As wonderful as Fantastic Mr. Fox is, Isle of Dogs represents a leap forward for Anderson and his extensive team of stop-motion animators. Trash Island, in particular, is a more fully realized world, one the camera explores with a nimbleness and curiosity that makes us completely forget this is all taking place on tiny stages. There’s a gorgeous, melancholy montage of Atari and the dogs traversing the island, passing crumbled, man-made edifices that have been undone by tsunamis and earthquakes (more wildness). Earlier, we’re introduced to Chief and the rest of the pack in a Sergio Leone-style showdown with another group of dogs over a fresh bag of trash. Here the animators employ the herky jerky-ness of stop-motion to their advantage, using the pauses between movements to elicit suspense, then laughs.
The animators employ the herky jerky-ness of stop-motion to their advantage, using the pauses between movements to elicit suspense and laughs.
There is emotional resonance to the imagery as well. Before setting out on their journey, Atari gathers the dogs to treat their wounds and share some snacks. (Chief stands apart from them, obstinate and independent.) They’re huddled in a cave made from discarded sake bottles, and the setting sun creates a refracted glow of green, yellow, and red, bathing the animals in gentleness. Such detailed design, which can be found throughout Isle of Dogs, is not just for show. More often than not, the aesthetic elements bring physical texture to the emotions at play.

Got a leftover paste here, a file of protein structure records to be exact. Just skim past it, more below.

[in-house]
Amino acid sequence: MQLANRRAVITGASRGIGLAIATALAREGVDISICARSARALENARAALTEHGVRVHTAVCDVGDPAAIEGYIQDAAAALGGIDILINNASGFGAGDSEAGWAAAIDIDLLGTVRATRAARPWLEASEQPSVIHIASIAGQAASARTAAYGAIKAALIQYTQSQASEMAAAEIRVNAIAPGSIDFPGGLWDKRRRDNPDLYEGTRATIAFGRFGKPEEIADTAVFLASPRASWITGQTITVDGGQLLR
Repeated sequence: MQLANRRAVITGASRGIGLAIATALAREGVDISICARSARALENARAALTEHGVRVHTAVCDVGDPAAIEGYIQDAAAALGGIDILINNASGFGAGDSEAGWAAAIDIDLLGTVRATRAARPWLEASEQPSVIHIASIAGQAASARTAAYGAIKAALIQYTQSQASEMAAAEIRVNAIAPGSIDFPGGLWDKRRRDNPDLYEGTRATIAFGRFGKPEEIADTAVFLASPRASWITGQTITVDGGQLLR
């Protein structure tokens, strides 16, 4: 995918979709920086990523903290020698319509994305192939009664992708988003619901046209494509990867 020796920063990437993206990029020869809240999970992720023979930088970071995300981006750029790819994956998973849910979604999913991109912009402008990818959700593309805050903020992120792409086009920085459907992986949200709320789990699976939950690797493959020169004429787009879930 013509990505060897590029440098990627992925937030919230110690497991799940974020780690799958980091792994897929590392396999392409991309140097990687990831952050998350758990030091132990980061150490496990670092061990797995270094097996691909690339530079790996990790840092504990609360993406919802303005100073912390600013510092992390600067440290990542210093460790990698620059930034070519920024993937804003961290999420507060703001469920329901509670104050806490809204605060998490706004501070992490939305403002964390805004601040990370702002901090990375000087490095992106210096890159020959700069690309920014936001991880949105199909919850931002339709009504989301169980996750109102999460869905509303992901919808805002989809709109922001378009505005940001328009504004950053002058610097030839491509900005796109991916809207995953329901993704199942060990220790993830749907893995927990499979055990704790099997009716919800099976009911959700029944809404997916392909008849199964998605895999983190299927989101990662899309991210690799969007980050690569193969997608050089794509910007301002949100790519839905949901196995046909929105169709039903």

Later in the film, there’s a wonderful sequence that reminds us that the movie’s question of free will isn’t only for the dogs. At one point Chief and Atari get separated from the rest of the pack and come across an abandoned amusement park. A rusty slide catches Atari’s attention, despite—or perhaps because of—a sign indicating he’s not tall enough to go down it. Atari and Chief have a stare-down, in which Chief makes it clear he thinks it’s too dangerous, but the boy does what he wants.
Not long after, once Atari begins to suspect that Chief may actually care about him after all, the boy attempts to play a game of fetch with the skeptical dog. Chief’s made things clear early on in the film—“I bite”—so we cringe as Atari reaches out to pet him. Apologies if this is a spoiler, but here’s where I also feel the need to note that Isle of Dogs features yet another pitch-perfect use of an airy 1960s pop song, in this case The West Coast Pop Art Experimental Band’s “I Won’t Hurt You.”